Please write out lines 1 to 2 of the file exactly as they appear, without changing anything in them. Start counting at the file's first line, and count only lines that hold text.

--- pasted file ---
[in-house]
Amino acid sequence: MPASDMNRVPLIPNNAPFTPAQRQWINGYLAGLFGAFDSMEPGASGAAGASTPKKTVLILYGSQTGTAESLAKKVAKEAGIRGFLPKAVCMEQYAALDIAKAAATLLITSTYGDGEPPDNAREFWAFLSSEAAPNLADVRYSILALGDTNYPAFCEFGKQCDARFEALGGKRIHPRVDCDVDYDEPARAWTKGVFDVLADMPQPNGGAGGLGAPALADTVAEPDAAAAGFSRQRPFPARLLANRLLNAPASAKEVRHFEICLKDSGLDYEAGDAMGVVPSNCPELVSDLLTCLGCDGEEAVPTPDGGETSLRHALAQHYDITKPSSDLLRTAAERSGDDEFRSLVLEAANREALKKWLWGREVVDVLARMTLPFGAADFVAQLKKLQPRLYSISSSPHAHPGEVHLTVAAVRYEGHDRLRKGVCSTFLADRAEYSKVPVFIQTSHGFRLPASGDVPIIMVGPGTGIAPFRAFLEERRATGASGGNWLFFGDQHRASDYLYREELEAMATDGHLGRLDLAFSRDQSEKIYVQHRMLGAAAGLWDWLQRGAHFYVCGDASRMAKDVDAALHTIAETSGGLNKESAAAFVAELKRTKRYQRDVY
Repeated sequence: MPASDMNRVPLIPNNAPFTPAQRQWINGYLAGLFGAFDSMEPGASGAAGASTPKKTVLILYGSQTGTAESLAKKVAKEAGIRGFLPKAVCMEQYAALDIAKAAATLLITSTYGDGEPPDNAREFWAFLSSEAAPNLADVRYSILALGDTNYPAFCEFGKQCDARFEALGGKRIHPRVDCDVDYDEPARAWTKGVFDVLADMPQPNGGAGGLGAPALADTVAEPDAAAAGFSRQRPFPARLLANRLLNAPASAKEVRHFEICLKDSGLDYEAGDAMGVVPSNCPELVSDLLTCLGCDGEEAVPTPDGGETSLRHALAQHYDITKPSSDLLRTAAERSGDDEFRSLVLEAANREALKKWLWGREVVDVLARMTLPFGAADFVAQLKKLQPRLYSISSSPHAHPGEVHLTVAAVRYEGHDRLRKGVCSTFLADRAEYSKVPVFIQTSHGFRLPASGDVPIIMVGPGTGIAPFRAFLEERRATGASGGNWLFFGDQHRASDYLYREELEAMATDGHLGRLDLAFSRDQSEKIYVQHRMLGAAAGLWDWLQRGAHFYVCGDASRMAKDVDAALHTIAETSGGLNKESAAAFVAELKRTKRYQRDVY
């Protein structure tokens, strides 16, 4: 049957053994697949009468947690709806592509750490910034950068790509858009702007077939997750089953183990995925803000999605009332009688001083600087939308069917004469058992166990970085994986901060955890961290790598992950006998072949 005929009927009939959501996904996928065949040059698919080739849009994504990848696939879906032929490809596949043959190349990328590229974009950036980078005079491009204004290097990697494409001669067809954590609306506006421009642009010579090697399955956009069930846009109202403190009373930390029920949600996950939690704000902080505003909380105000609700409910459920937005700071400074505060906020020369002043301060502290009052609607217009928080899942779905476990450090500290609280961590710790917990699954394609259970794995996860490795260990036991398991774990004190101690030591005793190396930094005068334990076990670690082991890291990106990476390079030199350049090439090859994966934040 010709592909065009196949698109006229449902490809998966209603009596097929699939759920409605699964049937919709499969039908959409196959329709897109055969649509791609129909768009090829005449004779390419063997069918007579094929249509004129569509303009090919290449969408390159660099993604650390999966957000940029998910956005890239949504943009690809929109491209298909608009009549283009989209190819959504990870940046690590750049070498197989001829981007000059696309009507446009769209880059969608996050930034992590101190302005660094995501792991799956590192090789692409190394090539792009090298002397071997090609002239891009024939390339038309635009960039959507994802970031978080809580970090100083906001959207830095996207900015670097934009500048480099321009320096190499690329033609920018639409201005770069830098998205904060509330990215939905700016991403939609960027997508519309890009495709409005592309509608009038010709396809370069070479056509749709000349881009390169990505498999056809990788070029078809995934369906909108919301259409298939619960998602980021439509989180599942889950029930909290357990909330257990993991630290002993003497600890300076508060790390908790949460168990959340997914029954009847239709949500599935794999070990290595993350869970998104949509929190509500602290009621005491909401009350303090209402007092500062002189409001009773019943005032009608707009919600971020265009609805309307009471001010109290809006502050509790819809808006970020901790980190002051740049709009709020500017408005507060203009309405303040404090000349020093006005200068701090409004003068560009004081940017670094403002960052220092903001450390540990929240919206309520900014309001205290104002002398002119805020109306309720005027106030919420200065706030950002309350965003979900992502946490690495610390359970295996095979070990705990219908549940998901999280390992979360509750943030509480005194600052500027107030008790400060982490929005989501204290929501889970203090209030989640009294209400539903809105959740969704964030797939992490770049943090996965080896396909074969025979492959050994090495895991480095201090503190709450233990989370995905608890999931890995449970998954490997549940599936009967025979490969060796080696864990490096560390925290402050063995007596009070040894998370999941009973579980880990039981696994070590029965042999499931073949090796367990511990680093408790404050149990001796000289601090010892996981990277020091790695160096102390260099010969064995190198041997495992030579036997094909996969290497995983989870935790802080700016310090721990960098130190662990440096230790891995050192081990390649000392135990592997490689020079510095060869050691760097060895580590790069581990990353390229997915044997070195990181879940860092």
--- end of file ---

[in-house]
Amino acid sequence: MPASDMNRVPLIPNNAPFTPAQRQWINGYLAGLFGAFDSMEPGASGAAGASTPKKTVLILYGSQTGTAESLAKKVAKEAGIRGFLPKAVCMEQYAALDIAKAAATLLITSTYGDGEPPDNAREFWAFLSSEAAPNLADVRYSILALGDTNYPAFCEFGKQCDARFEALGGKRIHPRVDCDVDYDEPARAWTKGVFDVLADMPQPNGGAGGLGAPALADTVAEPDAAAAGFSRQRPFPARLLANRLLNAPASAKEVRHFEICLKDSGLDYEAGDAMGVVPSNCPELVSDLLTCLGCDGEEAVPTPDGGETSLRHALAQHYDITKPSSDLLRTAAERSGDDEFRSLVLEAANREALKKWLWGREVVDVLARMTLPFGAADFVAQLKKLQPRLYSISSSPHAHPGEVHLTVAAVRYEGHDRLRKGVCSTFLADRAEYSKVPVFIQTSHGFRLPASGDVPIIMVGPGTGIAPFRAFLEERRATGASGGNWLFFGDQHRASDYLYREELEAMATDGHLGRLDLAFSRDQSEKIYVQHRMLGAAAGLWDWLQRGAHFYVCGDASRMAKDVDAALHTIAETSGGLNKESAAAFVAELKRTKRYQRDVY